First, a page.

Johan Bergenas’ op-ed on environmental crime and terrorism is published in the Washington Post
February 03, 2014
Break the link between terrorism funding and poaching
There is a new threat in the terrorist hotbed of Africa, and the U.S. military can do much more to combat it. Poaching of endangered elephants and rhinos has become a conservation crisis, and profits from wildlife crimes are filling the coffers of terrorist organizations. The twin crises should be cause for alarm for military leaders, not just conservation groups. They need to start working together before it is too late.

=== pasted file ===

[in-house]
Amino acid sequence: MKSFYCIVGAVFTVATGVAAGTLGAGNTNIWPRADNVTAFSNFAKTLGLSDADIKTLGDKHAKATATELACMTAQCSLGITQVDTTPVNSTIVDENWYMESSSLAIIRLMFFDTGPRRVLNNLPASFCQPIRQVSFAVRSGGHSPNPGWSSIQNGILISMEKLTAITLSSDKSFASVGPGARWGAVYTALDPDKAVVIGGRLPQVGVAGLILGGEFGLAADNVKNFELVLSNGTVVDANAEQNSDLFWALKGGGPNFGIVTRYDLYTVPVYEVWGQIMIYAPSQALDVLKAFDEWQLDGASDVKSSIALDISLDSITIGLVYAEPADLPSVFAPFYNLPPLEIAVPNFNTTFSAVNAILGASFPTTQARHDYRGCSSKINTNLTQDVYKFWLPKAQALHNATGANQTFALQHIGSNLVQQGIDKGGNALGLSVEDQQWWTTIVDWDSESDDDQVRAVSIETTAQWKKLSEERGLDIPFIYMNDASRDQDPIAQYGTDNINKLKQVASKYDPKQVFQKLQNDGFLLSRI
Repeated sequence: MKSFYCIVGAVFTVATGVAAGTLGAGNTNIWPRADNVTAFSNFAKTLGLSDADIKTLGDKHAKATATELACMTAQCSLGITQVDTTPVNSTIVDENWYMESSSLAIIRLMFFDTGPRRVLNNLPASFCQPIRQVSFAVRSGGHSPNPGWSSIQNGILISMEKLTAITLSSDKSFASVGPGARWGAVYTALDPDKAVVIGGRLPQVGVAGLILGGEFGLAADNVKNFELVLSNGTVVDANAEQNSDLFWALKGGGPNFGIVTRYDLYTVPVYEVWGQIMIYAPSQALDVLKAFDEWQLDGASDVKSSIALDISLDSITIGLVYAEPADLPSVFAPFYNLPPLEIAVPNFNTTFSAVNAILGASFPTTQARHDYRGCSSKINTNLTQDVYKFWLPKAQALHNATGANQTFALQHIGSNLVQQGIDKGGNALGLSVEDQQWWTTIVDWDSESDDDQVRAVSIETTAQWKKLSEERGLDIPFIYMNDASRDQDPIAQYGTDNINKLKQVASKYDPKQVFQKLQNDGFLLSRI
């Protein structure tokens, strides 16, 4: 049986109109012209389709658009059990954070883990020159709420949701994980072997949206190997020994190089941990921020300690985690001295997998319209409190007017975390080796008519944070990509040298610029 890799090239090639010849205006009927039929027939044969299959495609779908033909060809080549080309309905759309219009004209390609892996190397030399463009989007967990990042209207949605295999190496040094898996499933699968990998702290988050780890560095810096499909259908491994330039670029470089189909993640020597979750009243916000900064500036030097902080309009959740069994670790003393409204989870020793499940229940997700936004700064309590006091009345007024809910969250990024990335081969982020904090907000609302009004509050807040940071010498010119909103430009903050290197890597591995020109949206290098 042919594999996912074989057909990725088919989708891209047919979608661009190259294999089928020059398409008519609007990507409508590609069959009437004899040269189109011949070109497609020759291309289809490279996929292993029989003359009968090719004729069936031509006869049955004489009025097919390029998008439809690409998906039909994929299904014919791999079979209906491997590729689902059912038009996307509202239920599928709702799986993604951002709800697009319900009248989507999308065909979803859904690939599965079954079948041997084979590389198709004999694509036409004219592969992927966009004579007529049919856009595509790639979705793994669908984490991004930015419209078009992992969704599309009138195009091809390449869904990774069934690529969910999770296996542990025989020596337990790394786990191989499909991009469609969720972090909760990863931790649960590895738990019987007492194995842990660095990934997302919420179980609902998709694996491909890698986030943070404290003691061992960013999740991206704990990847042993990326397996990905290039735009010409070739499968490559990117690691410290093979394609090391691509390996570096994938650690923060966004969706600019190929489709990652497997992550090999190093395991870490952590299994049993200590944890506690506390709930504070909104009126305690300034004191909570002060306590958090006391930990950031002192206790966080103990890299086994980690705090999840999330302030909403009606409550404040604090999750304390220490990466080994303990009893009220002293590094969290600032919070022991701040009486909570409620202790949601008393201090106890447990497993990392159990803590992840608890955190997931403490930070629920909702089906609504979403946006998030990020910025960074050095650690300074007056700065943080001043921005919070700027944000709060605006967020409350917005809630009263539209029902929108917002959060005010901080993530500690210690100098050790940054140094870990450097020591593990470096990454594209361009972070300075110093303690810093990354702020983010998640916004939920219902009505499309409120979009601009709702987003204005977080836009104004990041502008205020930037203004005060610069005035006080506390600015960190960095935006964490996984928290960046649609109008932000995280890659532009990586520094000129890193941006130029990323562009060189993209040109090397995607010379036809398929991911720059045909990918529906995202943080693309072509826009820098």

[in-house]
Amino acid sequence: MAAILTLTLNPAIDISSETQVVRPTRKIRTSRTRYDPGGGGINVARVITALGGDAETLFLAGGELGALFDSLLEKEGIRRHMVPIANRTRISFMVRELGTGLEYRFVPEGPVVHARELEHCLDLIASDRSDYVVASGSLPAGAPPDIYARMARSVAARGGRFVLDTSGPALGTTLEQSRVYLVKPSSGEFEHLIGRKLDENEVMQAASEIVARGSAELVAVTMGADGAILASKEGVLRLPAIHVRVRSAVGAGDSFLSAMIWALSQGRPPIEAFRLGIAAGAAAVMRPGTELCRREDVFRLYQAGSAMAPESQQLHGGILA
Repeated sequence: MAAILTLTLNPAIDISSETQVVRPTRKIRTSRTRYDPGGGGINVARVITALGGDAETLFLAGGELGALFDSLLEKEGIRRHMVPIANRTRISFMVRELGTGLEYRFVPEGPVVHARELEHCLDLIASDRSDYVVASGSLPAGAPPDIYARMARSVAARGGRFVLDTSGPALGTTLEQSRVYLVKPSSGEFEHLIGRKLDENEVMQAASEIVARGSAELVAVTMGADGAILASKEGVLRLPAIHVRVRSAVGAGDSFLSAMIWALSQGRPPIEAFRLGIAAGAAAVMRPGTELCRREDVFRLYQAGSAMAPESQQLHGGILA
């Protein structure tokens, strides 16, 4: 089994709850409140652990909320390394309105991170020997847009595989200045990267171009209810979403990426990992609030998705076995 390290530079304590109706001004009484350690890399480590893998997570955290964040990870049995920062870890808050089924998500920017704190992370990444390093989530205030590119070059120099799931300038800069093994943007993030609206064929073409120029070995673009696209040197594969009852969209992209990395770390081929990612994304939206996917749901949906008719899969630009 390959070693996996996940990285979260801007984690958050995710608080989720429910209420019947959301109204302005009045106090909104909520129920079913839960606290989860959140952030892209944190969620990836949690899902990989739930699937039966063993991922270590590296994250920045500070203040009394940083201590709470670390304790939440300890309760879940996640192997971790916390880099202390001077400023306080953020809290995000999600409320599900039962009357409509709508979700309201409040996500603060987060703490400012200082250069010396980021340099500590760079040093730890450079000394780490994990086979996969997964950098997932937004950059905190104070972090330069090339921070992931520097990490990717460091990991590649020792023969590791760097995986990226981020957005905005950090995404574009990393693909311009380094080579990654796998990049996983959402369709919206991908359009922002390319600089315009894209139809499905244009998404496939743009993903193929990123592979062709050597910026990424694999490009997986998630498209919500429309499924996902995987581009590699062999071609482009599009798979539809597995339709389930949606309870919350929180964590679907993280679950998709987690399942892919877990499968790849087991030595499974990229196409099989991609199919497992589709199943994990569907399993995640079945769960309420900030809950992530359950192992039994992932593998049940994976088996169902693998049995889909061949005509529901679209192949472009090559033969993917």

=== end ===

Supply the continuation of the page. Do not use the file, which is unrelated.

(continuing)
In the past two years, about 60,000 elephants and more than 1,600 rhinos have been slaughtered by poachers, according to reports from the Wildlife Conservation Society, the International Union for Conservation of Nature and others. About a thousand park rangers have died in the past decade defending the animals.
Illegal wildlife trade generates an estimated $19 billion a year - more than the illicit trafficking of small arms, diamonds, gold or oil. A July Congressional Research Service report found that a rhino horn is worth more than $50,000 per kilogram on the black market - more than gold or platinum. Sadly, poaching elephants and rhinos in Africa is easy money for terrorists, and they are cashing in.